The Philadelphia Inquirer
September 29, 1987, p. 22-A
Pakistan has been trying to smuggle its way to the atomic bomb, and has got caught. A Pakistani native is to be tried in Philadelphia for illegaly shipping bomb-making materials out of the United States. The out-cry, though justified, is drawing attention away from Pakistan’s neighbor India, which is trying to lawyer its way to the bomb. India’s method may be worse.
India is now importing enriched uranium-reactor fuel under an agreement with the United States. India plans to convert all the plutonium made from that fuel to nuclear weapon status as soon as the plutonium is physically ready, which will be in about six years. Plutonium is the gray metal that made the world’s first nuclear explosion and destroyed Nagasaki.
India will make this conversion despite the fact that the U.S. agreement restricts the plutonium to peaceful use. India also plans to convert the two U.S.-supplied power reactors at Tarapur — which are receiving the fuel — from peaceful to military production status at the same time. If these plans succeed, India will be able to shift about 1,800 kilograms of plutonium to military status — enough for 225 atomic bombs.
India justifies all this by arguing that in six years, when the U.S. pledge to supply fuel to the Tarapur reactors ends, all other rights under the trade agreement end as well. This means that the entire stockpile of plutonium made by the reactors will leave international inspection, India’s pledge to restrict the plutonium to peaceful use will end, and so will India’s obligation not to transfer the plutonium to other countries or groups. India thus hopes to change the U.S. agreement into an option contract for bombs. India would get the bomb simply by performing the agreement to the end. India’s argument lacks any legal or plausible basis.
India is also hinting that it may immediately convert about 40 bombs’ worth of U.S. and Canadian-origin plutonium from peaceful to military status. The plutonium has been made by the CIRUS reactor, which Canada exported to India in the early 1960s. The United States exported the heavy water (deuterium oxide) needed to run the reactor. This conversion would boost enormously India’s military stockpile, which now consists of only six to 10 bombs’ worth of plutonium.
This conversion too violates a pledge of peaceful use — which India made to Canada to get the reactor, and to the United States to get the heavy water. After India exploded a bomb in 1974 with the CIRUS reactor’s plutonium — which India called a “peaceful nuclear device” — Canada ended nuclear trade with India.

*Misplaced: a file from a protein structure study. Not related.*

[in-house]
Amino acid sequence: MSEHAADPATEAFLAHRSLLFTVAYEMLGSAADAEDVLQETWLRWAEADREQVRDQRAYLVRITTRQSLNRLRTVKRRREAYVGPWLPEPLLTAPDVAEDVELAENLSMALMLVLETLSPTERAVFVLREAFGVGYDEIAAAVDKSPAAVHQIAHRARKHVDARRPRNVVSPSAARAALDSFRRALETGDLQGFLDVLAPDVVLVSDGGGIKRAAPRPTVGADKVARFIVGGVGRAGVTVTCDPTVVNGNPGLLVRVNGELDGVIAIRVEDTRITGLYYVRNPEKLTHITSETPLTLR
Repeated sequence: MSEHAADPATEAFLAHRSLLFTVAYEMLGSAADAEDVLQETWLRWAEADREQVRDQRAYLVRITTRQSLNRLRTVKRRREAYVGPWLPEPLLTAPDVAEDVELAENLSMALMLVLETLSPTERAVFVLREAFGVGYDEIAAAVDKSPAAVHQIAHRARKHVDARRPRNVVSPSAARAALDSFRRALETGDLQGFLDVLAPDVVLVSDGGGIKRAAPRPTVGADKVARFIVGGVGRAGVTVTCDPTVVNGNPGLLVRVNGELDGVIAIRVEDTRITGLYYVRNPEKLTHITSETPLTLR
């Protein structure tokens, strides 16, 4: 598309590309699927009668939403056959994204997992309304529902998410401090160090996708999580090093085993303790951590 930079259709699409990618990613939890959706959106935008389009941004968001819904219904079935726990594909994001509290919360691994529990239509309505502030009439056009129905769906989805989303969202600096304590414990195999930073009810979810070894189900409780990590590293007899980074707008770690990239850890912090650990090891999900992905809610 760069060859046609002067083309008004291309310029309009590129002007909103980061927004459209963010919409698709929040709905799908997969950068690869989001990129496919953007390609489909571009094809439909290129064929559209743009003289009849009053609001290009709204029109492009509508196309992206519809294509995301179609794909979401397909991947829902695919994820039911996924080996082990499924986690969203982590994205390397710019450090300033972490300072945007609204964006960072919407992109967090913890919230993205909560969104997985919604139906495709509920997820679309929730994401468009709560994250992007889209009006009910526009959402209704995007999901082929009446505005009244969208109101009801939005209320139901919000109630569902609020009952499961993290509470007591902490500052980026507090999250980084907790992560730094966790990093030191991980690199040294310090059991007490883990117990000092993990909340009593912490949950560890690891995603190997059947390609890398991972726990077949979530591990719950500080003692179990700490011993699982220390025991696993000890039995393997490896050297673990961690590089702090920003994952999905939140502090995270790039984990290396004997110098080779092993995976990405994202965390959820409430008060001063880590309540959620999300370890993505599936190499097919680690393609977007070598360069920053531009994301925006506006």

However, Canada has never waived India’s right to peaceful use of the plutonium and neither has the United States. India is simply hoping that neither Canada nor the United States will enforce its rights. So far, India has been correct. Neither supplier is demanding that India acknowledge the pledge, nor abandon its plan to violate it.
The United States, Canada and other nuclear suppliers should act now to prevent India from breaking its word. If they don’t, the lack of enforcement will create a nuclear proliferation disaster. The additional plutonium will multiply the number of bombs India can make, weaken the credibility of export controls, and cripple the effort to restrain Pakistan.
There are clear remedies for Indian defiance. If India does acknowledge U.S. and Canadian rights, the United States should ask France to cut off the fuel supply to the Tarapur reactors. France is supplying the fuel under the U.S. trade agreement, and has agreed to follow U.S. instructions in the event of a dispute with India. This would shut down India’s largest supply of nuclear electricity.
If nuclear trade remedies are not enough, the United States can cease making high-technology exports to India, such as the technology for building computers and fighter-plane engines and can drop plans to sell the supercomputer that it wants.
As a last step, the United States — which is India’s largest trading partner — could use its power over international trade and lending. Canada could join in the trade remedies, and the Soviet Union, usually a solid supporter of nonproliferation, could stop exporting the heavy water that India needs to run all of its other nuclear reactors. If this were done, the Indian bomb would become an astronomically expensive substitute for the India nuclear power program, rather than a cheap adjunct to it. India might then see that it could become less, rather than more powerful by having atomic bombs.
Gary Milhollin is a professor at the University of Wisconsin Law School. This is adapted from an article recently published in the American Journal of International Law.